It is unclear what exactly happened towards the end of the civilization which inhabited Zinj; whether the human masters lost control of their Gray Gorilla guards in an uprising and were all killed and/or driven away, or the humans simply abandoned the city when the mines ran dry. Eventually, the city was reclaimed by the jungle, and became the primary territory of the Gray Gorillas, who continued to teach their violent guard behaviors to their offspring, passing these behaviors down through subsequent generations. It is presumed that multiple expeditions sent to find Zinj were killed by the gorillas upon reaching the city, as none of these expeditions had ever returned before the 1970s. The city became a fable, a legend among Arab slave traders and natives living at the edge of the rainforest; a city of fabulous wealth guarded by evil demon spirits of the forest who smash the bones of intruders.

They are extremely territorial towards most other animals and will even prey on other species of gorillas, as evidenced by a crushed gorilla skull in one of their known killing grounds, and the characteristic head crushing seem in a photo of the corpse of Amy the Gorilla's mother. The edges of their territory are often marked by clearings where the ground is littered with the shattered and crushed bones of various animals, humans among them.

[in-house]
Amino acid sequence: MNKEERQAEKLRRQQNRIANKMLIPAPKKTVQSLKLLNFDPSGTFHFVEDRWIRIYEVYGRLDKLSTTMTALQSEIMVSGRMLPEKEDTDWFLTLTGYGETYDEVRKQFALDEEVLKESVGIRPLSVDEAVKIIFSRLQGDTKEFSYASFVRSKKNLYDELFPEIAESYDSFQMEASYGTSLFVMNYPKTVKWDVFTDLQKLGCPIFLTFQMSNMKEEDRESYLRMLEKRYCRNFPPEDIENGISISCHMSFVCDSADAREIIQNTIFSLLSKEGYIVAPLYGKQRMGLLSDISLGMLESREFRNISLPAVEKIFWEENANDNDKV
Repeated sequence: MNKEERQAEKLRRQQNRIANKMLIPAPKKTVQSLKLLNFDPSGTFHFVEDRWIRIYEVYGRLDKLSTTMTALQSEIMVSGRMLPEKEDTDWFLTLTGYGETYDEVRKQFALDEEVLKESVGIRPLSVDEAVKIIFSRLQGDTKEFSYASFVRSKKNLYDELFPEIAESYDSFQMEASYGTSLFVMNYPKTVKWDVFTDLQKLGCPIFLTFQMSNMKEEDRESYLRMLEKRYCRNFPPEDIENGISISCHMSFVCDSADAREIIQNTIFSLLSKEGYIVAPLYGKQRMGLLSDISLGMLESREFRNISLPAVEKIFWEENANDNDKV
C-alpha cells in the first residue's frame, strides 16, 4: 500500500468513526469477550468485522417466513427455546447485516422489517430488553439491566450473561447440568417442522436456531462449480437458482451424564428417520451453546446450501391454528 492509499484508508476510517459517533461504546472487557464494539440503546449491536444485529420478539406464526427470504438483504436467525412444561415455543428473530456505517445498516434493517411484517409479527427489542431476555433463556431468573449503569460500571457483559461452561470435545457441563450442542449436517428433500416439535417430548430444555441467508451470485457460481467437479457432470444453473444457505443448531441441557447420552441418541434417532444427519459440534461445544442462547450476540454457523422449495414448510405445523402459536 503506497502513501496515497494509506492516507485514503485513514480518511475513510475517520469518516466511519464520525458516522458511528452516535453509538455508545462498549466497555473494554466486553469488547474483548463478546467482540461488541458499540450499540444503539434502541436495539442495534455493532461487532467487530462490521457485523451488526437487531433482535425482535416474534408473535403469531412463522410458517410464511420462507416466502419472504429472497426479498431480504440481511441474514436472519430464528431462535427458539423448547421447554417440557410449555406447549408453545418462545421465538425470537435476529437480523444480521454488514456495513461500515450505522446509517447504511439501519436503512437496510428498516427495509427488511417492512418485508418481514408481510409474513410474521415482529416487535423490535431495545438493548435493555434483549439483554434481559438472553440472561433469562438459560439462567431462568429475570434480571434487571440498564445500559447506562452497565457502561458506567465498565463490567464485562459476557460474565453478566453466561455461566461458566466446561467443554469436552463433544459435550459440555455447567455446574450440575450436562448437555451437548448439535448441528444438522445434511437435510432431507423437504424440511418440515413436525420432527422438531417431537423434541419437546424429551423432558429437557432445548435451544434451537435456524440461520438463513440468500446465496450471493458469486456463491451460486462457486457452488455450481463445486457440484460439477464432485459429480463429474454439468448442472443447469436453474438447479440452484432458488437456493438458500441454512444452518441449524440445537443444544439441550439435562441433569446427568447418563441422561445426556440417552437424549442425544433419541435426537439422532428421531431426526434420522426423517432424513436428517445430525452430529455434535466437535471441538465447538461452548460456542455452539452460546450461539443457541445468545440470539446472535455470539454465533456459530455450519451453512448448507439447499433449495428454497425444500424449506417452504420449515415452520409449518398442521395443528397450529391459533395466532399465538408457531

The Gray Gorillas seek to kill the expedition of scientists from Earth Resource Technology Services Inc. (Travicom in the film), led by Karen Ross, who are trying to find out what happened to a previous expedition to Zinj, who were killed by the pack while trying to discover a source of naturally boron-doped Type IIb diamonds, which can be used as semiconductors in computers. In the Novel, it is revealed that the Gray Gorillas have a complex vocal language which sounds like wheezing. After several more attacks, Elliot, with the help of Amy, finds a way to translate the language of the new gorillas (she refers to them as "bad gorillas") and piece together three messages ("go away", "don't come", "here bad"); they stop fighting the humans and become confused, leaving the camp. Most attacks come at night, and one group is observed passively foraging for food in the daytime. It can be assumed that their nocturnal aggression is a learned behavior taught by their former human masters, as potential diamond thieves would likely attempt to use the cover of darkness to escape Zinj with their stolen loot. The Gray Gorillas also do not attack the camp when the floodlights are on, waiting for them to be shut off before moving in to attack.

In the film, the dwindling Ross expedition stumble upon the mines themselves. Romanian philanthropist Herkermer Homolka, who co-funded the expedition, tries to take several of the large diamonds, triggering a killing frenzy in the Gray Gorillas. They kill Homolka, and seize Dr. Elliot, but his trained gorilla Amy rushes to his defense, signing at the "ugly gorillas" to "go away!", with her electronic translator reciting the message in a monotone computer voice. This action greatly confuses the Gray Gorillas, as they are unused to a normal gorilla standing up to them, protecting a human, or emitting strange spoken noises.

In both the film and the novel, the nearby volcano eventually starts to erupt and both the city, most of the diamonds, and the entire Gray Gorilla species was wiped out in the ensuing lava flow.